Sophomore College 2017: Water and Power in the Pacific Northwest– The Columbia River

Stanford's Sophomore College provides rising second-year students with an opportunity for three weeks of intensive, research-based study with senior faculty in a range of subjects and disciplines. The Bill Lane Center regularly sponsors Sophomore College courses on the North American West.


Water and Power in the Pacific Northwest: The Columbia River

This seminar will explore the nature of and coupling between water and energy resources in the Pacific Northwest, using the Columbia River as our case study.  We will explore the hydrologic, meteorologic, and geologic basis of water and energy resources, and the practical, social, environmental, economic, and political issues surrounding their development in the West.

The Columbia River and its watershed provide a revealing prototype for examining these issues. A transnational, multi-state river with the largest residual populations of anadromous salmonids in the continental US, it provides a substantial fraction of the electrical energy produced in the Northwest (the Grand Coulee dam powerhouse on the Columbia is the largest-capacity hydropower facility in the US), it is a major bulk commodity transportation link to the interior West via its barge navigation system, it provides the water diversions supporting a large area of irrigated agriculture in Washington and Idaho, and its watershed is home to significant sources of solar and wind energy.  We will use the Columbia to study water and energy resources, and especially their coupling, in the context of rapid climate change, ecosystem impacts, economics, and public policy.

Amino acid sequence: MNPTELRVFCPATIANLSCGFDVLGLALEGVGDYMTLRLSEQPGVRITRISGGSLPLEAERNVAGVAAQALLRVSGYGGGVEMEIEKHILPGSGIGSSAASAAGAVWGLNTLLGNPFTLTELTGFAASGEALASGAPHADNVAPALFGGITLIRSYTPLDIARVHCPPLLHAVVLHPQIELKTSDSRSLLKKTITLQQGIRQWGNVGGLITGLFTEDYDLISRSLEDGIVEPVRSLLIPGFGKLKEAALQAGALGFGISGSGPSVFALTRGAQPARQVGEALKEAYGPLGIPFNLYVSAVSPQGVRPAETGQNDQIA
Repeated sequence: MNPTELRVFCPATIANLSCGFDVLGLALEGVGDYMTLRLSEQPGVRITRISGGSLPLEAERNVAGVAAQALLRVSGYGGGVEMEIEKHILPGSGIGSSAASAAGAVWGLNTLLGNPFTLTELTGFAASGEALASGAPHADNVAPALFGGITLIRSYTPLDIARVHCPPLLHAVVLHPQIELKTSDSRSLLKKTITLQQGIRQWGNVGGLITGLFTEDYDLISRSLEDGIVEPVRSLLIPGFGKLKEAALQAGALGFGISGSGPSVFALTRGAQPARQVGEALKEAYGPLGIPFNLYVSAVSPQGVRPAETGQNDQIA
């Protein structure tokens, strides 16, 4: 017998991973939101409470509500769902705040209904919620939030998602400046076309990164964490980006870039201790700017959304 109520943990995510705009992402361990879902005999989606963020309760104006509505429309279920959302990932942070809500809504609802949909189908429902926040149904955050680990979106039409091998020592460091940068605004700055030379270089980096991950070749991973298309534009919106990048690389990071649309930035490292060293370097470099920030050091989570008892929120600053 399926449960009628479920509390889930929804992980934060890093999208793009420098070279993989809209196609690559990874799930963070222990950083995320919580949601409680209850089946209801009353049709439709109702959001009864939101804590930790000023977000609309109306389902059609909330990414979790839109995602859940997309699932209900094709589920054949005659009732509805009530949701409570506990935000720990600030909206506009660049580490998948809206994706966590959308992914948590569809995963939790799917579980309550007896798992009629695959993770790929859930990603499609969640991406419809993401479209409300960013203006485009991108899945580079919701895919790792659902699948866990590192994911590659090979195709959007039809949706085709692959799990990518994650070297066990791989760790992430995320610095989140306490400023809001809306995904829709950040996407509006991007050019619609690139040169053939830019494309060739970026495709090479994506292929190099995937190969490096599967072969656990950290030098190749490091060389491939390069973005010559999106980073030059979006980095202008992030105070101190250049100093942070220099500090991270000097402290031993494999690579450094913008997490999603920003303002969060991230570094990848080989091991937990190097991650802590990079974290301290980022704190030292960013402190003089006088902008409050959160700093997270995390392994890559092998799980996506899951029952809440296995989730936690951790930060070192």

We will begin with a week of classroom study and discussion on campus, preparing for the field portion of the seminar.  We will then travel to the Columbia basin, spending approximately 10 days visiting a number of water and energy facilities across the watershed, e.g., solar, wind, and natural gas power plants; dams and reservoirs with their powerhouses, fish passage facilities, navigation locks, and flood-mitigation systems; an irrigation project; operation centers; and offices of regulatory agencies.  We will meet with relevant policy experts and public officials, along with some of the stakeholders in the basin.

Over the summer students will be responsible for assigned readings from several sources, including monographs, online materials, and recent news articles.  During the trip, students will work in small groups to analyze and assess one aspect of the coupling between water and energy resources in the Northwest.  The seminar will culminate in presentations on these analyses.

Note: Students will arrive on campus on Monday, September 4 (Labor Day) and will be housed at Stanford before departing for the travel portion of the course. Travel expenses during the seminar will be provided (except incidentals) by the Bill Lane Center for the American West and Sophomore College.


Other Courses:

2016: Environmental and Resource Challenges on Native American Lands

2015: Energy in the Southwest

2014: Energy in the West

2013: In the Age of the Anthropocene: Coupled Human-Natural Systems of Southeast Alaska

2012: People, Land, and Water in the Heart of the West

2011: The Colorado River: Water in the West as Seen from a Raft in the Grand Canyon

2008: Land and Water Policies in the West

2007: The Federal Government and the West

2006: What's the Matter with California?

2005: Spinning the Western Past: Washington, D.C., and the Manufacturing of American Memory